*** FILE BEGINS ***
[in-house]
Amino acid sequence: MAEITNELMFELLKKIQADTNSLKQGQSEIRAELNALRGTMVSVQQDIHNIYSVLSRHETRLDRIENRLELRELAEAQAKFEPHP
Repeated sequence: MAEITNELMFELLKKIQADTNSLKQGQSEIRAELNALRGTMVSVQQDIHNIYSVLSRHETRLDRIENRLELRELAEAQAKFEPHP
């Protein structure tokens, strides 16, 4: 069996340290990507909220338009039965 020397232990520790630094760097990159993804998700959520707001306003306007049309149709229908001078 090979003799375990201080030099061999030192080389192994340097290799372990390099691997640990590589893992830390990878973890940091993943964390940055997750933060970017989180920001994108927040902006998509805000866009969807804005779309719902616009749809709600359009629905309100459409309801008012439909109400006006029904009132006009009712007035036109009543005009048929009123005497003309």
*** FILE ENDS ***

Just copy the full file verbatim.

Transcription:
[in-house]
Amino acid sequence: MAEITNELMFELLKKIQADTNSLKQGQSEIRAELNALRGTMVSVQQDIHNIYSVLSRHETRLDRIENRLELRELAEAQAKFEPHP
Repeated sequence: MAEITNELMFELLKKIQADTNSLKQGQSEIRAELNALRGTMVSVQQDIHNIYSVLSRHETRLDRIENRLELRELAEAQAKFEPHP
């Protein structure tokens, strides 16, 4: 069996340290990507909220338009039965 020397232990520790630094760097990159993804998700959520707001306003306007049309149709229908001078 090979003799375990201080030099061999030192080389192994340097290799372990390099691997640990590589893992830390990878973890940091993943964390940055997750933060970017989180920001994108927040902006998509805000866009969807804005779309719902616009749809709600359009629905309100459409309801008012439909109400006006029904009132006009009712007035036109009543005009048929009123005497003309």